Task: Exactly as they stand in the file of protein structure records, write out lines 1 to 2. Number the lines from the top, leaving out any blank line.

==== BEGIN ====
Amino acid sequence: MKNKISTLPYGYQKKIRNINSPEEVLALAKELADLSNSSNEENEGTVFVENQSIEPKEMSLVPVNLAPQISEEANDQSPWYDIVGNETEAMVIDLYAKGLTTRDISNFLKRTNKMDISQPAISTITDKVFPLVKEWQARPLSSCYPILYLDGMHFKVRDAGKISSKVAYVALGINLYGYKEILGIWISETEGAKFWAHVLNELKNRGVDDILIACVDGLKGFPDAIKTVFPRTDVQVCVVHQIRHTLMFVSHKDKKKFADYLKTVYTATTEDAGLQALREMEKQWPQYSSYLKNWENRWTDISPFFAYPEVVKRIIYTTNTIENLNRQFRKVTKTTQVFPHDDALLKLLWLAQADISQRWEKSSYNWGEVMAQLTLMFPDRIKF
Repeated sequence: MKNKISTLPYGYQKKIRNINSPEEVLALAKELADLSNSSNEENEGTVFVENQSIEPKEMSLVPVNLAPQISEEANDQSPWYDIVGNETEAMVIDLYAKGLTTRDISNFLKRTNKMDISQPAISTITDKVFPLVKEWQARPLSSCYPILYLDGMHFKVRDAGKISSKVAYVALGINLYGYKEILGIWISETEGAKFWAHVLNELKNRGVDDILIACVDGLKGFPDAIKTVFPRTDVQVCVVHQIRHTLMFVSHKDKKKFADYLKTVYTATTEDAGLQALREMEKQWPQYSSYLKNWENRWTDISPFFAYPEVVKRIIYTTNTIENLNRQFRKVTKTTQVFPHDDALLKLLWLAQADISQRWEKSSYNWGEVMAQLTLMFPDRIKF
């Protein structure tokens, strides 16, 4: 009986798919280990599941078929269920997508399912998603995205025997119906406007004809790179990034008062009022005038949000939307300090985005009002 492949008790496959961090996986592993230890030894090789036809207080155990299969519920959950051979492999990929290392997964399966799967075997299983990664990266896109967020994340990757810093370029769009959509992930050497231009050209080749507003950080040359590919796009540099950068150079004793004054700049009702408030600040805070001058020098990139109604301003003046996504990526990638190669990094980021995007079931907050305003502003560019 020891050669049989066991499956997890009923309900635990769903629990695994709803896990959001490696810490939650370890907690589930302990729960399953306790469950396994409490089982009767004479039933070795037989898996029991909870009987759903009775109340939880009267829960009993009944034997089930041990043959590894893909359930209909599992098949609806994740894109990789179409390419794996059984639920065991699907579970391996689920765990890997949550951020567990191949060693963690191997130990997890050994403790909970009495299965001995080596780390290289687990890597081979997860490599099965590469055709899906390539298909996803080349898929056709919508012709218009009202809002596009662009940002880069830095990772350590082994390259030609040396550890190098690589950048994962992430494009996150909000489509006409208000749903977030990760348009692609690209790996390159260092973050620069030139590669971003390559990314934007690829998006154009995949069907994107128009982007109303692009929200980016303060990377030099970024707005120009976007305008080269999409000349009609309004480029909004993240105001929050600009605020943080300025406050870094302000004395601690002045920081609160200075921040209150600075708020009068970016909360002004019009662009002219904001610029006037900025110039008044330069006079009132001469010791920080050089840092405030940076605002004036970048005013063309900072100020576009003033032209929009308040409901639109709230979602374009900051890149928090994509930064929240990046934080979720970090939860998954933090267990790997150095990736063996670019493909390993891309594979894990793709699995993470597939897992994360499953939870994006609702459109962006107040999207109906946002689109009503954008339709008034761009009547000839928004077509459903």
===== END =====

Amino acid sequence: MKNKISTLPYGYQKKIRNINSPEEVLALAKELADLSNSSNEENEGTVFVENQSIEPKEMSLVPVNLAPQISEEANDQSPWYDIVGNETEAMVIDLYAKGLTTRDISNFLKRTNKMDISQPAISTITDKVFPLVKEWQARPLSSCYPILYLDGMHFKVRDAGKISSKVAYVALGINLYGYKEILGIWISETEGAKFWAHVLNELKNRGVDDILIACVDGLKGFPDAIKTVFPRTDVQVCVVHQIRHTLMFVSHKDKKKFADYLKTVYTATTEDAGLQALREMEKQWPQYSSYLKNWENRWTDISPFFAYPEVVKRIIYTTNTIENLNRQFRKVTKTTQVFPHDDALLKLLWLAQADISQRWEKSSYNWGEVMAQLTLMFPDRIKF
Repeated sequence: MKNKISTLPYGYQKKIRNINSPEEVLALAKELADLSNSSNEENEGTVFVENQSIEPKEMSLVPVNLAPQISEEANDQSPWYDIVGNETEAMVIDLYAKGLTTRDISNFLKRTNKMDISQPAISTITDKVFPLVKEWQARPLSSCYPILYLDGMHFKVRDAGKISSKVAYVALGINLYGYKEILGIWISETEGAKFWAHVLNELKNRGVDDILIACVDGLKGFPDAIKTVFPRTDVQVCVVHQIRHTLMFVSHKDKKKFADYLKTVYTATTEDAGLQALREMEKQWPQYSSYLKNWENRWTDISPFFAYPEVVKRIIYTTNTIENLNRQFRKVTKTTQVFPHDDALLKLLWLAQADISQRWEKSSYNWGEVMAQLTLMFPDRIKF